Nine Top Drama Schools in the United States

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Nine Top Drama Schools in the United States

Broadway performance
Jersey Boys Broadway performance. Rob Kim / Getty Images

Whether it's on a Shakespearean stage, under the bright lights of Broadway or with a director hollering "Cut!", acting jobs are doled out based on training, experience, and networking. Who you know and who you trained with play a big part. So students who are serious about the acting profession don't look for just any college or grad school. They look at conservatories or universities with top-ranked drama programs and legendary alumni in cities known for their theater scenes.

Needless to say, the best ones are difficult to get into - and the process of applying carries many of the same issues and challenges faced by would-be music majors. First, there's the university vs. conservatory question. Then, the application process involves far more than mere paperwork. Most good drama programs require an audition - two monologues, for example, from contemporary theater for actors, monologues plus a singing audition for musical theater applicants - and an interview. (You may find these theater audition tips and parental survival advice helpful on that score.)

On the following pages, you'll find a guide to nine of the best theater conservatories and university programs in the United States. Page through or use the quick links below.

  • Three drama conservatories, including Juilliard
  • NYU's Tisch and other top theater programs at East Coast universities
  • USC and other top theater programs at West Coast universities
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Juilliard, A.C.T. and CalArts

Lincoln Center
New York City's Lincoln Center is home to the Metropolitan Opera, Avery Fisher Hall, Alice Tully Hall and the Juilliard School. PredragKezic / Pixabay / CC By 0

Conservatories are not good choices for teens who like acting -- emphasis on the "like" - and are thinking (thinking?) about declaring a drama or musical theater major. If that's your kid, he should be looking at universities with a good drama program - and a good everything else too - because students who attend drama conservatories are obsessively, passionately devoted to the theater and cannot imagine doing anything else. Saying they "like" the theater is rather like saying you "like" to breathe.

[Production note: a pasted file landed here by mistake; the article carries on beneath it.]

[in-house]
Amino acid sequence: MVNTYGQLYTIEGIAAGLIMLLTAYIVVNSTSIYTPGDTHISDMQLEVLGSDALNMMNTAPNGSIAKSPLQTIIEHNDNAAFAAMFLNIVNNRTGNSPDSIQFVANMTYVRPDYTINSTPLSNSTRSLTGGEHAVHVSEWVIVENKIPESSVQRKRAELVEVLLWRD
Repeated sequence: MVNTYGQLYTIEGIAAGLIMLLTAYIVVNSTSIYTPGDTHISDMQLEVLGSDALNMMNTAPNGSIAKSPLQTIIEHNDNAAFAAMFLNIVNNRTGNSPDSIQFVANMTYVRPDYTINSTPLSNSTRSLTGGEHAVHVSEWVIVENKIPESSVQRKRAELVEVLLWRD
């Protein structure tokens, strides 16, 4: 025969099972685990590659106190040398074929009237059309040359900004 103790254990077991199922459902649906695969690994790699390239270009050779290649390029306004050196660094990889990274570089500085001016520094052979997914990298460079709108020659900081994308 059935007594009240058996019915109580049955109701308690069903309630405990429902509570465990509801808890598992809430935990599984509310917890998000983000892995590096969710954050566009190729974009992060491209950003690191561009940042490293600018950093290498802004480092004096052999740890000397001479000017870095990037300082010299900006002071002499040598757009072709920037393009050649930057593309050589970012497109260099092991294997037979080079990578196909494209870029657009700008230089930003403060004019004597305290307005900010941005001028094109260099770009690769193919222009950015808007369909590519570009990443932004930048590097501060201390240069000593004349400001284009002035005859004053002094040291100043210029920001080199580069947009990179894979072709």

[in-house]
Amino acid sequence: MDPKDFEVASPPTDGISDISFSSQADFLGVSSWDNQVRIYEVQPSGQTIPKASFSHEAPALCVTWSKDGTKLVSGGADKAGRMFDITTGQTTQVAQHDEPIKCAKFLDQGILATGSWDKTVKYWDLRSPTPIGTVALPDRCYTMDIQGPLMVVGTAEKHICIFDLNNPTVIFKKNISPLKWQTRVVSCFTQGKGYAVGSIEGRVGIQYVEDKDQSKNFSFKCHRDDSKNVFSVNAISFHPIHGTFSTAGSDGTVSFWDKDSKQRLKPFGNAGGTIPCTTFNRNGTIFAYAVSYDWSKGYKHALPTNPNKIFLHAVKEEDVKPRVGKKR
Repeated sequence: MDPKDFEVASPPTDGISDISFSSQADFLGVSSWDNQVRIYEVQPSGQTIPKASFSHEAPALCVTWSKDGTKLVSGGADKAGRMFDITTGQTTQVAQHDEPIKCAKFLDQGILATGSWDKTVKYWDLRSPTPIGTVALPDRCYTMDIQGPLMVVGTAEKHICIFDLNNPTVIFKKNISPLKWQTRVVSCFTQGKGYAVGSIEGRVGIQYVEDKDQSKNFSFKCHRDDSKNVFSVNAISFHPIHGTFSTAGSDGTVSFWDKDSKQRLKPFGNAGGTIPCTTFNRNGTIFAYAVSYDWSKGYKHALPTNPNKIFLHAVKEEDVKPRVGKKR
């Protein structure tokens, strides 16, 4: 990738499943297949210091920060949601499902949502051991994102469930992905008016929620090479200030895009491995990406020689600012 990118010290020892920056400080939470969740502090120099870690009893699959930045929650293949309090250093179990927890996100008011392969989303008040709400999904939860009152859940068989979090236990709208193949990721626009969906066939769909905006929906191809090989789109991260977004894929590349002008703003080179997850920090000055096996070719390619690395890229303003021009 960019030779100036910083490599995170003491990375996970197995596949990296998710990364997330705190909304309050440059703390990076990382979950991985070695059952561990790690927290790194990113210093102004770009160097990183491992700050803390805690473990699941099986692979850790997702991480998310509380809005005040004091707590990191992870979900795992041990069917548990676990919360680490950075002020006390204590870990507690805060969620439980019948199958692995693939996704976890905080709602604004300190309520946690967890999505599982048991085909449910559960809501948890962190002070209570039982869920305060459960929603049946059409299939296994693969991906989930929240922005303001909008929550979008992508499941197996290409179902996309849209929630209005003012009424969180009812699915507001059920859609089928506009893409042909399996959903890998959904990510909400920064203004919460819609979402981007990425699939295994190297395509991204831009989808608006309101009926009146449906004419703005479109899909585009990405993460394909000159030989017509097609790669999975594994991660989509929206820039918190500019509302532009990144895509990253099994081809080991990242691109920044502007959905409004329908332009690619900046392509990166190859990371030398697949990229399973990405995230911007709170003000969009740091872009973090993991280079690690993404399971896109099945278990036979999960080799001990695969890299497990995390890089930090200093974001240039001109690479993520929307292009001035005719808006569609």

So let's start with three of the top theater conservatory programs - schools in three different cities and with three very different outlooks - then make our way to top-notch drama programs on university campuses. You'll find links to the schools themselves embedded in each description.

  • The Juilliard School: One of the world's most highly regarded conservatories for music, dance and drama, this New York City-based school is also one of the most competitive, both during admissions and after enrollment. Live auditions, typically held in January and February, are required and include four memorized monologues and a singing audition as well. Juilliard is known for its stringent requirements, incredibly high expectations and high stress. The school offers BFA and MFA programs in acting, and a very selective, one- to two-year playwriting program. Here's the big caveat: This school is extremely difficult to get into. Your child will be competing against stellar performers from around the world. And you can erase any ideas inspired by TV's "Glee" and Rachel Berry's freshman triumphs at the fictional NYADA. It does not matter how great you think your kid is. At Juilliard, fourth years get the performance spotlight. The first two years as an undergraduate focus on developing skills; any performances are rehearsal workshops. The third, Shakespeare-centric year includes limited performances on a small stage.